Ollas In My Garden, 1 Year Later

Last spring I got my hands on a couple of ollas, and was eager to see how they would perform as the sole water source for a garden bed of tomatoes, peppers and flowers (see my post from last April, here). The concept behind using ollas--vase shaped, unglazed terra cotta vessels with lids, is to bury them in a garden bed, fill them with water periodically, and plant around them. Water slowly wicks into the soil surrounding the unglazed ollas, where plant roots colonize.

So...were they a success? Did they save water? Were the plants happy? Yes! On all counts, I'd say they did as well as drip irrigation. Here are the things I learned:

  1. On average, the ollas needed filling every 6-7 days. They wicked water consistently over the season. I expected them to need more filling during hotter months and heat waves, but it wasn't so. 
  2. Each olla wicked water at a slightly different pace. One of mine always wicked one-third of its water very quickly after filling, then slowed to match the pace of the other.
  3. The soil surface stayed dry. Water wicked from the bulbous part of the olla, keeping the soil surface dry and weeds from germinating.
  4. The plants surrounding the ollas needed no additional water.
  5. Each olla held 2.5 gallons of water, so roughly 5 gallons per week supported 4 tomato plants, 4 peppers, and a couple of cosmos and echinacea.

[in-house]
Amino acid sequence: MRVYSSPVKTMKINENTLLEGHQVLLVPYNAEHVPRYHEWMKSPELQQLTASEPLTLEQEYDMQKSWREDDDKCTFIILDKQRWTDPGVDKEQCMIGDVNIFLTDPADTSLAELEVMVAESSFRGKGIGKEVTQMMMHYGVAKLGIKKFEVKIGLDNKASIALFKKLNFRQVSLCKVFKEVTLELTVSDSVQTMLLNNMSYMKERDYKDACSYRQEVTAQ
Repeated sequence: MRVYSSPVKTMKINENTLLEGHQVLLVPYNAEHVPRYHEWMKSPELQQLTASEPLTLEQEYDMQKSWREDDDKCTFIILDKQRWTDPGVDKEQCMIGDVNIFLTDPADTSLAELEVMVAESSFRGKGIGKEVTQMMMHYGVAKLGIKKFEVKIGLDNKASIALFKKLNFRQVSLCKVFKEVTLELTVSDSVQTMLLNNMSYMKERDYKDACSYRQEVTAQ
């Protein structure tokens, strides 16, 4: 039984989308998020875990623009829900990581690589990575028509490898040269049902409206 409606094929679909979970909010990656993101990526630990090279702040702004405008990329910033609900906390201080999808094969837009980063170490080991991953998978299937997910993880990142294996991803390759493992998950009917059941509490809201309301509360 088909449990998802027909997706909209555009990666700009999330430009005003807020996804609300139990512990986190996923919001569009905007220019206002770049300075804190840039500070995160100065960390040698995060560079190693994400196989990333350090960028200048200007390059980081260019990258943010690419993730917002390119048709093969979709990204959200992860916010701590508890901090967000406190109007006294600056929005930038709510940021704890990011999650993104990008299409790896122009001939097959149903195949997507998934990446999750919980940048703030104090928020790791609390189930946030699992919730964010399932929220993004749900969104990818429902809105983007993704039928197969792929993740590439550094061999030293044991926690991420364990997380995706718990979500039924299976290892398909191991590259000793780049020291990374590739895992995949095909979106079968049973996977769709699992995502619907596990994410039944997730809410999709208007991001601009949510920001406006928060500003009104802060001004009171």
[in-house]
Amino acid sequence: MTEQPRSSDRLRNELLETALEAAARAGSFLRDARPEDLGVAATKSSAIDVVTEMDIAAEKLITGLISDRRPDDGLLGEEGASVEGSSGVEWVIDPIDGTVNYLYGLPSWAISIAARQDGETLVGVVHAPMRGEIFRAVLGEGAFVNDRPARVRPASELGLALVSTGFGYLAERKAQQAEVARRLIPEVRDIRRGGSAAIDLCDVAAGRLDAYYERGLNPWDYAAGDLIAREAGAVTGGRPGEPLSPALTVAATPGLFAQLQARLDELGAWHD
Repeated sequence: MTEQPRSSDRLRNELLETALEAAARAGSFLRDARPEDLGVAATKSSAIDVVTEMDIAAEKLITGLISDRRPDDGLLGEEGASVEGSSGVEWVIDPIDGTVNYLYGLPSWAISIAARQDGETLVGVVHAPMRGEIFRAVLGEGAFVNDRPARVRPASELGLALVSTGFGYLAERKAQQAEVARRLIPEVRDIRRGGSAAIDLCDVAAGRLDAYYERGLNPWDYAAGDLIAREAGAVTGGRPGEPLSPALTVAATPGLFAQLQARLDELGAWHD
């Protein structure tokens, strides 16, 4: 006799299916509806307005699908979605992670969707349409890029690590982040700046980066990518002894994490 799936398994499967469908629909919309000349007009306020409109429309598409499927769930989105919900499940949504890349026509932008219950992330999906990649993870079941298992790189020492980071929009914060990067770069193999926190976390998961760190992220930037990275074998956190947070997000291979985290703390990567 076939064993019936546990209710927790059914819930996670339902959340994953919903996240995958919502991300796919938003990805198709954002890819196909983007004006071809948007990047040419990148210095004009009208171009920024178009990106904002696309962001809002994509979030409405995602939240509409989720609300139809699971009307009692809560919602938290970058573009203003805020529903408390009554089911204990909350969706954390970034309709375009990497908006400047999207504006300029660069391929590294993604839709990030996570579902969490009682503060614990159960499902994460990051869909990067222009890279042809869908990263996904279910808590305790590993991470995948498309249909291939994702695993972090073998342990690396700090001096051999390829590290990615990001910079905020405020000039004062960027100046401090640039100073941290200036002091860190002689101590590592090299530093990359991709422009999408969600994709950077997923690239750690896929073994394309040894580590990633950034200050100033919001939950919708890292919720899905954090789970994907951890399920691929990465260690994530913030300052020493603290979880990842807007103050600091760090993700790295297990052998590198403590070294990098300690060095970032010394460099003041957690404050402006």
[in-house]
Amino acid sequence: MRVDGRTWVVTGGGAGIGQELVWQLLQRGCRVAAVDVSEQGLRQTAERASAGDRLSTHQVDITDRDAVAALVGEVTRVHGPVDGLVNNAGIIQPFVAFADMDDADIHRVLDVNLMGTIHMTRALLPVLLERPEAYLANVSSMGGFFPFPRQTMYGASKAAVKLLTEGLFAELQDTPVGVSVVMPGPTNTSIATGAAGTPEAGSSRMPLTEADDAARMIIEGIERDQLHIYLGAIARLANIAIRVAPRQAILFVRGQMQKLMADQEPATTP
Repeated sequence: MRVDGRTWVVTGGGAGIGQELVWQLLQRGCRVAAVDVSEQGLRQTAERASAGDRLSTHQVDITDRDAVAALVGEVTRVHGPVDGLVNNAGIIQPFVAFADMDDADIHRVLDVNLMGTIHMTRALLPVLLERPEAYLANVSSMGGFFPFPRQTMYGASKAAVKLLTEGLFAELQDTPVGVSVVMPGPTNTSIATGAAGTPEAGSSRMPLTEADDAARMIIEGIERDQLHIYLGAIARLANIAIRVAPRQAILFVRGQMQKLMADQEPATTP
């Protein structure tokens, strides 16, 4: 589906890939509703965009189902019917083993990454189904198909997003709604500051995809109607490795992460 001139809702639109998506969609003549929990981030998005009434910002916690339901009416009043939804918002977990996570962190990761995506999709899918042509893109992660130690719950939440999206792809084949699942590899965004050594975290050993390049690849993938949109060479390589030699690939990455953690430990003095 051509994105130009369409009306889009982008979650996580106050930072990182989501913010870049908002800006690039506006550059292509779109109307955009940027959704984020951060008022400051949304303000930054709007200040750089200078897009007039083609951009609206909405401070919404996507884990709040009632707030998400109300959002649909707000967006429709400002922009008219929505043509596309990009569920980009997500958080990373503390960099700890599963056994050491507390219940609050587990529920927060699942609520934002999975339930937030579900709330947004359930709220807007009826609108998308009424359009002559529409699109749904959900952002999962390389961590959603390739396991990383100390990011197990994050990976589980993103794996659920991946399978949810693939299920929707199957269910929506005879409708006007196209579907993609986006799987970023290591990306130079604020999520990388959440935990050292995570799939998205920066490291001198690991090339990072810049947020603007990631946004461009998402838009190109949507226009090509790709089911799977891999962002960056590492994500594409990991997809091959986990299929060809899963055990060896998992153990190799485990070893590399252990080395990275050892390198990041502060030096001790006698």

In the fall, I decided to dig up the ollas and place them elsewhere. But as I dug around them, I found the soil there full of big earthworms, and the soil structure was incredible. A happy, healthy ecosystem had formed, and I just couldn't disturb that, so I opted to leave them and plant perennials around them. As warm weather returns, I'll begin filling them again. Now I can't wait to see how those plants thrive.

Ultimately, if you're a reasonably attentive gardener, willing to spend a few minutes per week with a hose and interested in saving water, this could be an option for you. I've seen automated filling systems, but I'm not inclined to go that far. If you garden in a place with cold winters, you would need to pull out the ollas before a hard freeze. 

Note: I know I know, I should have pictures of happy healthy plants growing around buried ollas. I wasn't that organized.